But the song also happened to be an utter blast from top to bottom, from the buoyant, almost vaudevillian beat to the hilariously obnoxious "nyah nyah nyah" Greek chorus provided by Matsuura and Brun, and the crowd couldn't help but be swept up in their current.

Taub, Hiroyuki Matsuura, and Mike Brun in a previous installment.

That momentum continued as she performed a new song called "She Persisted," for which Kate Ferber (ONE CHILD BORN: THE MUSIC OF Laura Nyro) and Kim Blanck (THE LITTLE MATCH GIRL PASSION) joined her onstage to sing, along with guest rapper Cherrye J. Davis (MANNA HATA: THE WONDER CITY).

As the title indicates, the track referenced Mitch McConnell's much-quoted reaction to the silencing of Sen. Elizabeth Warren on the Senate floor. The song was fierce and passionate, shouting out other famous women throughout history, evoking the musical styles of everything from HAMILTON to the Andrews Sisters along the way.

Taub's other special guest of the night, Ato Blankson-Wood (THE TOTAL BENT), took the stage to perform "When," written in response to the Newtown tragedy. Having seen Taub sing the sobering number herself at New York City Center's OFF-CENTER JAMBOREE last year, Blankson-Wood's take at first appeared more understated than hers, and not just because "this is boy keys," as Taub joked to justify her use of sheet music.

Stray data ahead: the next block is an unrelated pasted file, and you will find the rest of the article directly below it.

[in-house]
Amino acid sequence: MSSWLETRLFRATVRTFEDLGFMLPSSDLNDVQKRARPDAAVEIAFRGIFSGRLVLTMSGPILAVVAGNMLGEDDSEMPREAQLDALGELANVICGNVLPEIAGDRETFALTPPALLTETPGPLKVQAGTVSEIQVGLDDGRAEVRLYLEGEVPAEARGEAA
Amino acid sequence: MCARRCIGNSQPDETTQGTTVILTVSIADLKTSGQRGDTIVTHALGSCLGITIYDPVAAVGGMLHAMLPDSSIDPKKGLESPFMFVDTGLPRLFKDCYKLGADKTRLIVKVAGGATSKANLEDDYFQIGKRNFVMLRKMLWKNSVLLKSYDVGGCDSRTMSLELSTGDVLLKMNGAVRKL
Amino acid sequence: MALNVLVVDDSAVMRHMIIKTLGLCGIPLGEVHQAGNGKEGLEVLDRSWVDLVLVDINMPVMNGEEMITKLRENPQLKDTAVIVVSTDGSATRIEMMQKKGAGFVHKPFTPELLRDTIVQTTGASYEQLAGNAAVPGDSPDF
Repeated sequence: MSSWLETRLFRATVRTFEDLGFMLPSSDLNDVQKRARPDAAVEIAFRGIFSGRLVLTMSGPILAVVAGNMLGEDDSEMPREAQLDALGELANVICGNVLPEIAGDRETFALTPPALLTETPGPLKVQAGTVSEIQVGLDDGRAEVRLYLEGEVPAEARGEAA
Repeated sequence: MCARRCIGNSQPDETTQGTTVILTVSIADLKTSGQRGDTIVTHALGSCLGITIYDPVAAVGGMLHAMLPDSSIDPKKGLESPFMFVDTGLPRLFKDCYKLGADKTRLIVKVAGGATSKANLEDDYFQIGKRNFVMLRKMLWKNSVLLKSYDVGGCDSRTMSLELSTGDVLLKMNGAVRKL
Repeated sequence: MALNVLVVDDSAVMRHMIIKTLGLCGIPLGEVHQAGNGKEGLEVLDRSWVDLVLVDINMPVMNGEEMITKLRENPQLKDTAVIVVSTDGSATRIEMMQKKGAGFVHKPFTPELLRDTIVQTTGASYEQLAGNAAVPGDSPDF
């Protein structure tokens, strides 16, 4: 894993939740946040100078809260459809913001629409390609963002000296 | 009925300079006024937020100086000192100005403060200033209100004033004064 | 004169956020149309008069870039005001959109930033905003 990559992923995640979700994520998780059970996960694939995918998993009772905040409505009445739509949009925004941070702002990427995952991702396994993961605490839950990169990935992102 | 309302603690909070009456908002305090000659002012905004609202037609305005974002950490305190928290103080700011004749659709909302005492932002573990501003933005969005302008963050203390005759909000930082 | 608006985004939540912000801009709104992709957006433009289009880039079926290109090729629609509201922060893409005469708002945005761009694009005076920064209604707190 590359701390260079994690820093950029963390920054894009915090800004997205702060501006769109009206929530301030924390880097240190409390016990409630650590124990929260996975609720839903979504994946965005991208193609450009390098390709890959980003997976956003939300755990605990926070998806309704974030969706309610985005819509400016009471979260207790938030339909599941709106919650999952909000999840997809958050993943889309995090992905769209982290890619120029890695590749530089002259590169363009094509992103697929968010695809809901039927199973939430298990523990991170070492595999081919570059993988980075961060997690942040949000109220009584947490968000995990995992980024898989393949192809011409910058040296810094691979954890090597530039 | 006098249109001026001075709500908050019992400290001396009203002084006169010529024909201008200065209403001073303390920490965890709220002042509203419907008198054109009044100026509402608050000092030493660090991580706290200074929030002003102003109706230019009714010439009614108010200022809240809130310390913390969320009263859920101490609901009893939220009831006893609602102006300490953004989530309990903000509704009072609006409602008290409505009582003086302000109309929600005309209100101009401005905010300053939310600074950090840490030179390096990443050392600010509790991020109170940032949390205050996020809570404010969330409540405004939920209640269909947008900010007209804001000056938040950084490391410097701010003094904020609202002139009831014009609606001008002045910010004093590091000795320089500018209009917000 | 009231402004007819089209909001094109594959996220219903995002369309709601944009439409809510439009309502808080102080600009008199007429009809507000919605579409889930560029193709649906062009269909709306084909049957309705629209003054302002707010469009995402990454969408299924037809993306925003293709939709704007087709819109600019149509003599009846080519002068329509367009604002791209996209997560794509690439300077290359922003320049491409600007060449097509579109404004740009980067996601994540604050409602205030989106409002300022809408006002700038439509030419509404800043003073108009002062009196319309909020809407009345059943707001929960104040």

Yet his performance quickly began to build and build to an almost claustrophobic intensity. And Blankson-Wood's physicality matched the song's crackling energy, with his whole body swaying dramatically to the sound, only for him to jolt his head back at key moments in his performance.

Throughout the show, Taub proved to have great instincts, including a tangential but entertaining "site-specific concert series," for which she'll perform one song each show by an artist featured on the wall at Joe's.